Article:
What to Know Before Purchasing a Floatation System
First, the terminology.
Floatation tanks (spelled flotation in many parts of the world), isolation tanks, float pods and sensory deprivation tanks all refer to the same thing: a large vessel containing a shallow pool of water which is super-saturated with Epsom salts, making you float. Float tanks are specifically designed to help people relax, de-stress and explore their inner selves. A floatation therapy system can be open or enclosed, though traditionally the term “float tank” refers to a cocoon-like device with a lid, hatch or door. These days, the term is generic and also refers to systems which are large rooms or walk-in cabins, systems which have no walls at all (such as step-in pools or baths) and other innovative designs.
Is a float tank a good purchase?
We think so. The rewards of tank ownership are numerous, and floating helps many people maintain good health and well-being. Floating doesn’t “get old” after a few tries – in fact, for many people it just keeps getting better and better over time. Certainly there is a lot of documented evidence showing the positive accumulative effects of floatation.
If you can’t afford your own tank and don’t have easy access to a public float center in your area (see our locator), you may consider running a small business out of your home to help pay for the tank over time. Some float center owners started out this way and then realized they wanted to do it full-time.
If you are considering purchasing an isolation tank or floatation system for a business, we encourage you to do so. Floatation tanks are a great service to add to an existing business or for people to start out as a new business. The average float center has two systems and the largest center in the world (located in London, England) has nine float pods.
Finally, a market for used tanks exists and may offer you a way to purchase a tank in good shape at a discount. You can also think of it as insurance in case you ever need to sell your tank down the road.
The standard and optional equipment.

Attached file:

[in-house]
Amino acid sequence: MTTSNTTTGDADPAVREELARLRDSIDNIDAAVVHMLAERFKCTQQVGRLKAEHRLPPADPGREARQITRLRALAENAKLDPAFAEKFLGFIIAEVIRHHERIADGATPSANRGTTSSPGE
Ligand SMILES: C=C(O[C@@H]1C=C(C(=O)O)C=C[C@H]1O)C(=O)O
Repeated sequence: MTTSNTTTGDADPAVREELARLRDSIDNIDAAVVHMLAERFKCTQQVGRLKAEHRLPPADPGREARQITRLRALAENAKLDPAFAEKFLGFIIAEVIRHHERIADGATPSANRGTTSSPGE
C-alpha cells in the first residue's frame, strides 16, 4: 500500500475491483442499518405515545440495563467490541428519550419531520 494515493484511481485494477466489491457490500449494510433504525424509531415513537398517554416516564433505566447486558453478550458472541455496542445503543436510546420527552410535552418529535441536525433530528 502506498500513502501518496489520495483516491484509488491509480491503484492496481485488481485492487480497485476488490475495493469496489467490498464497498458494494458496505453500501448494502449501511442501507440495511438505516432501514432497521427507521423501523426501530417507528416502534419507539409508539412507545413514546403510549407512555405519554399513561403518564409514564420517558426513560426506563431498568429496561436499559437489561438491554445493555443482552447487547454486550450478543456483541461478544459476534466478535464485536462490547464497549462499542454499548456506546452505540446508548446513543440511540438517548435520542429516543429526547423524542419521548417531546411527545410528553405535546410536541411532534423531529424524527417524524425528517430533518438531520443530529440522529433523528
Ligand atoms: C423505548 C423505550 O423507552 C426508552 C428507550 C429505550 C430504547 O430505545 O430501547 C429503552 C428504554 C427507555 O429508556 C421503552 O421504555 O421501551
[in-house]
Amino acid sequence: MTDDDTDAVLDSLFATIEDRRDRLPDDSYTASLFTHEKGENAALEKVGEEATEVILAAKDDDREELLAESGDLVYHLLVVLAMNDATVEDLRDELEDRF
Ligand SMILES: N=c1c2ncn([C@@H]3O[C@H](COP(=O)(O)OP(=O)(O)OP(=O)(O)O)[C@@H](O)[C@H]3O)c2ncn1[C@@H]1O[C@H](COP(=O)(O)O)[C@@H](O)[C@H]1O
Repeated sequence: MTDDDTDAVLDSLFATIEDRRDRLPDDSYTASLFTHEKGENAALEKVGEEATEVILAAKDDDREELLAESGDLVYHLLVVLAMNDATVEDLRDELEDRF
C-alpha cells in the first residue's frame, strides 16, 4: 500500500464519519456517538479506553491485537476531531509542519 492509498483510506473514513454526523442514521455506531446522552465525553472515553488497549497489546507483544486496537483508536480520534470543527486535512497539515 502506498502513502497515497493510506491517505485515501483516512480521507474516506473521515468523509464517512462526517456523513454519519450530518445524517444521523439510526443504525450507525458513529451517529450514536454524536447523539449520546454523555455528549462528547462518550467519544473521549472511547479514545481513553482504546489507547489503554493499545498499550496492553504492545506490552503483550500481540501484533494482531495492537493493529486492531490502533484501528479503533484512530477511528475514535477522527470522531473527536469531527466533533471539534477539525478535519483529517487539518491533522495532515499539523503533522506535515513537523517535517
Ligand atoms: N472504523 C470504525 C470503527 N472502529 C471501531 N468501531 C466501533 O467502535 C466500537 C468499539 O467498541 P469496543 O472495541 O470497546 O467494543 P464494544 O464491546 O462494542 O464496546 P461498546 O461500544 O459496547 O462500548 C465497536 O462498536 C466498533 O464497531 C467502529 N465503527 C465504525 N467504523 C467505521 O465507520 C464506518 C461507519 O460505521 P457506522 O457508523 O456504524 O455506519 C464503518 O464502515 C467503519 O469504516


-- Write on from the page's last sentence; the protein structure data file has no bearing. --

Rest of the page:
Floatation tanks (and rooms and pools) come in a wide variety of shapes and sizes, and are priced according to the quality of materials used and the sophistication of their components and design. Most systems are created for use by one person at a time, although the use of two person cabins and pools is higher than it was in the past.
All of the prices listed in our floatation tank manufacturers information table are for the producer’s base model which come with standard features. Optional features such as advanced filtration systems, audio and video, and comfort add-ons are available for most models but are not currently listed on our table due to the large number of unique options. Buying extras and add-ons will typically increase the price by about 25% but is usually well worth the expense. Manufacturers will be able to provide you with details about additional equipment available.
Shipping, import, delivery and installation.
Most float tank companies will ship internationally or at least within large geographical areas, but shipping is an additional cost (often in the thousands of dollars) which you must include in your budget. Make sure to inquire with manufacturers if they have shipped to your region before and whether they have had any issues with borders and customs. Depending on your location, delivery time for a float spa system can take anywhere from a few weeks to a few months.
If you are thinking about opening a commercial float center or adding a float spa system to your existing business, make sure you inquire with the local health authorities and try to secure approval before you purchase a tank. Since isolation tanks are still relatively unknown, regulations can vary dramatically from country to country and even city to city.
Finally, do you know if you can install the system yourself or can hire a local contractor to do it? Does the manufacturer require that they install the system and is there an extra charge for this? Will the system even fit in the room you’ve selected for it? And if it does, will the installer be able to access the room carrying very large pieces of equipment? These are all important questions to ask up front. Most of the low-end systems can be installed by the buyer (some come as kits), but as you move up the price chain the devices often become more sophisticated and require the manufacturer’s technicians to install them. This is especially true of floatation rooms, float pools and any customized systems.
We hope this clears things up a bit and gets you closer to owning a tank of your own or for your business.